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The Southland's Love Affair With the Wagon

Updated on July 3, 2017
kenneth avery profile image

I was born in the south. I live in the south and will die in the south. This is only a small part of the memories I share.

Fond Memories

can surface in the most unusual places. Some people find a special memory about a loved one, spouse, and sometimes, an inanimate object such as the mule-drawn wooden farm wagon. If you were blessed to live and grow up on a farm in the South in the early 1940s to the early 1960s, then you have no problem understanding the innermost workings of the farm wagon.

"If it needed hauling, a wagon hauled it," would have been the fitting motto to the farms in this timeframe and somehow, only a few people today know how to drive a farm wagon. As easy as it might have looked, the operation of a wagon was more mental than physical. The mule/horse operator must be well-acquainted with the horse who is pulling the wagon and know the proper verbal commands, "gee," and "haw," to tell the animal to go right or left.

The farmer or experienced farmer's wife or one of their children would take the leather reins attached to the horse or mule and with a little coaxing, the animal started in a forward motion to carry materials to and from the farmer's barn or to the nearby town when all of the family rode on the wooden wagon to take in a day of fun and shopping on a Saturday morning.

Brokeback Wagon Highland Springs Ranch, California.
Brokeback Wagon Highland Springs Ranch, California. | Source

The Evolution of Farm Wagons

is one of interest to everyone who can lay claim to having a farming heritage. The one most obvious fact is that almost every farmer not only had a wooden wagon, but drew to depend on his wagon as much as he did his prize mule who pulled it to finish the farmer's tasks.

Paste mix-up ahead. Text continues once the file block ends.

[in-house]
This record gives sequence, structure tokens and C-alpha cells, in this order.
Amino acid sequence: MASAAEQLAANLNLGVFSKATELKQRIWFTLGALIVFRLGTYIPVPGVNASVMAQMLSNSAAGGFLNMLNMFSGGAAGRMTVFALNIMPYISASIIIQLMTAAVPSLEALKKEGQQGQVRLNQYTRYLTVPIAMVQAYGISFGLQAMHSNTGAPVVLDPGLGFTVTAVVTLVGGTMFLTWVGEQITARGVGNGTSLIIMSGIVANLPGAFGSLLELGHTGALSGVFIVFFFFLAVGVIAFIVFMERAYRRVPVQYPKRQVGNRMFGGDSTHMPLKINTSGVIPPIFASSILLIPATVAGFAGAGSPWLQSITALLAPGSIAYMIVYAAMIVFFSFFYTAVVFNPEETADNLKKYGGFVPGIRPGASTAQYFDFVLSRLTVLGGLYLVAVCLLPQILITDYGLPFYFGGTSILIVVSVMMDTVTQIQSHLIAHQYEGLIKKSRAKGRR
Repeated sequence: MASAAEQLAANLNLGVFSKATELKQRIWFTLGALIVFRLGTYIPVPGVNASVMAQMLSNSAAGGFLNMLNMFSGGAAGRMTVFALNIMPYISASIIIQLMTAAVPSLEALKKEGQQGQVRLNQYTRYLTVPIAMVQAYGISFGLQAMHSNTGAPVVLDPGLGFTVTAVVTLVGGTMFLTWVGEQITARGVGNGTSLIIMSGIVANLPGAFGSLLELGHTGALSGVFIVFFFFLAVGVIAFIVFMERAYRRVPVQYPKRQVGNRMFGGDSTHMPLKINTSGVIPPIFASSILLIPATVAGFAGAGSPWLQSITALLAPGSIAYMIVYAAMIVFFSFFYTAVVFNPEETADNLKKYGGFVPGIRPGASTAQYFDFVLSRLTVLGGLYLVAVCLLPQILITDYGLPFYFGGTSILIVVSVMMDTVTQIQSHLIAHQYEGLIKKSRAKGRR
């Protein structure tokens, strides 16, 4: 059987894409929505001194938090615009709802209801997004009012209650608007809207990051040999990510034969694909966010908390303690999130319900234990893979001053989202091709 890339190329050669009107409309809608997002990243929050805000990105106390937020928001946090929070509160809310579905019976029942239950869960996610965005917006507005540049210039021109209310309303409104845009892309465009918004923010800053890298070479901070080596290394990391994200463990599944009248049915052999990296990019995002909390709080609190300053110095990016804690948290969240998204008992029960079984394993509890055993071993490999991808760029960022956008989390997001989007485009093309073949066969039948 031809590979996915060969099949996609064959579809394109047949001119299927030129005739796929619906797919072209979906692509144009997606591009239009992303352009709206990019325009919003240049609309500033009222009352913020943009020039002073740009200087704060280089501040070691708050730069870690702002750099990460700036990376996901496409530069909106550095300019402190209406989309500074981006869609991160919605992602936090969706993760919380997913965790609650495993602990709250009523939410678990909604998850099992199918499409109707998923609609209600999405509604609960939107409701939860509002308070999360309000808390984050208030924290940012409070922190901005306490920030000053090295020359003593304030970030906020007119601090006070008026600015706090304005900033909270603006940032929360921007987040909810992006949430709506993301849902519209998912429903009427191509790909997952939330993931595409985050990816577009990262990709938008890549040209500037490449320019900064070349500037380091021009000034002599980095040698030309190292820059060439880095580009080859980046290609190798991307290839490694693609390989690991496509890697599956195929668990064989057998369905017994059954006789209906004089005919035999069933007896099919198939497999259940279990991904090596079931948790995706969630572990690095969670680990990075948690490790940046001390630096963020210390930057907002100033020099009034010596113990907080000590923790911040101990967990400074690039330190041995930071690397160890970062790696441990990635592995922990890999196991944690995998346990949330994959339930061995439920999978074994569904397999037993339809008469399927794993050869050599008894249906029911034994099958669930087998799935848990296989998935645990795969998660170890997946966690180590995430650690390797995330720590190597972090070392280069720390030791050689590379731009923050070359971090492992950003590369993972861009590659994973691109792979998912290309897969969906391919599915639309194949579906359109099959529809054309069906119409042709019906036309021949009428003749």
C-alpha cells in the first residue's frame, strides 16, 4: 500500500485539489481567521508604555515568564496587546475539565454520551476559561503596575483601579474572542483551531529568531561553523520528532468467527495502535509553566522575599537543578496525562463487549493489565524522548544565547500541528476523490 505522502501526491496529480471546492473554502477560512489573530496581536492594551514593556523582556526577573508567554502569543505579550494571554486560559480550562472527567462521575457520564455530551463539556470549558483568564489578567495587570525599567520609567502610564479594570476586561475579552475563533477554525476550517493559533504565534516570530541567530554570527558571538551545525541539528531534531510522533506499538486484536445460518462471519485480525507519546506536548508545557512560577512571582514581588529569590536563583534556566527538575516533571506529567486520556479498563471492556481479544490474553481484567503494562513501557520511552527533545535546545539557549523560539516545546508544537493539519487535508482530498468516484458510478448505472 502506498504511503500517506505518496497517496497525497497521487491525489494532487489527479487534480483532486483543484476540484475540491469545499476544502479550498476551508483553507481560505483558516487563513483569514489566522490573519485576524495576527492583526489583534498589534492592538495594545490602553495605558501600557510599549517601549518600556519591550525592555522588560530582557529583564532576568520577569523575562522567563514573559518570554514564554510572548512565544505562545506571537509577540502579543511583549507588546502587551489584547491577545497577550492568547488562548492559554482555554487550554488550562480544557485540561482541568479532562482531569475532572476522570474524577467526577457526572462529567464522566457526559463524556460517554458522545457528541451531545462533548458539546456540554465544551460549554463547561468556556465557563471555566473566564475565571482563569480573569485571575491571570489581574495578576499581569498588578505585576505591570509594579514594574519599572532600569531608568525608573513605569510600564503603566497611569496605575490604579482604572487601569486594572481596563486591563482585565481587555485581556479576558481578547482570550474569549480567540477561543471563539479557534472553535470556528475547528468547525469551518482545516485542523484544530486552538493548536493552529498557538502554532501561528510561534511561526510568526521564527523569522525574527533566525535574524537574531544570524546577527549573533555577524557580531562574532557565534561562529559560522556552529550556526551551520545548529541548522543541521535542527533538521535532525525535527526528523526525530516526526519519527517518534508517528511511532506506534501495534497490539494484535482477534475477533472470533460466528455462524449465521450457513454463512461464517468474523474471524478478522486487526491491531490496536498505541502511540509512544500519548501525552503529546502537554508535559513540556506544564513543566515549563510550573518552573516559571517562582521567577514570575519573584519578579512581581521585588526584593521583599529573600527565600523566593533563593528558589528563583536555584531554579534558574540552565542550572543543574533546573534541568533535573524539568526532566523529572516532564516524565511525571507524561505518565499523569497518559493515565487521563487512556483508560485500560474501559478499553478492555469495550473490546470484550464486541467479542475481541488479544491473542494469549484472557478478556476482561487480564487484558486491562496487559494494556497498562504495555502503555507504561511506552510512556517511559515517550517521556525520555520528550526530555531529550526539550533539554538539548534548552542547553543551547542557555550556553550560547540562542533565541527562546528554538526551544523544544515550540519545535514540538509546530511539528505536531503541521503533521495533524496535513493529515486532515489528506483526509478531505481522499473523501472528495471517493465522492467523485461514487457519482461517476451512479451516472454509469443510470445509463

But not every farmer who started a farm had a hefty bank account that afforded him the luxury of purchasing his farm wagon or paid a very experienced wagon builder to build it for him. Farmers who wanted a farm wagon with his own design, built it either by watching someone build a wagon or his experience of wagon building was passed down from generation to generation of successful farmers.

Not every wagon was built to one standard size. The length was up to the farmer and if the farmer tended several thousand acres, the wagon was built longer and some farmers had to build or buy two wagons to help with his farming chores. The first known wagons had wooden wheels (as seen in top photo) with spokes and as the wagon's wooden wheels wore down thanks to the gravel roads, the ingenius farmer learned how to use an iron band to put around the wheels to save the wheels. As for the time spent (in hours, days) it took for an experienced wagon builder to build another farm wagon is not known. Much like the automobiles of (that) time, some automobile names (to the owners) operated better (or worse) than others.

And at the very front of the farm wagon sat a spring seat where the driver sat to drive the horses or mules that pulled the wagon. Hardly no one took to consider the genius of those farmers (or handymen) who designed the spring seats with what few automobile springs were available in the also rare areas of auto junk yards to use on the seat to help the wagon driver ride with ease.

All purpose farm wagon.
All purpose farm wagon. | Source

As America's Farmers Prospered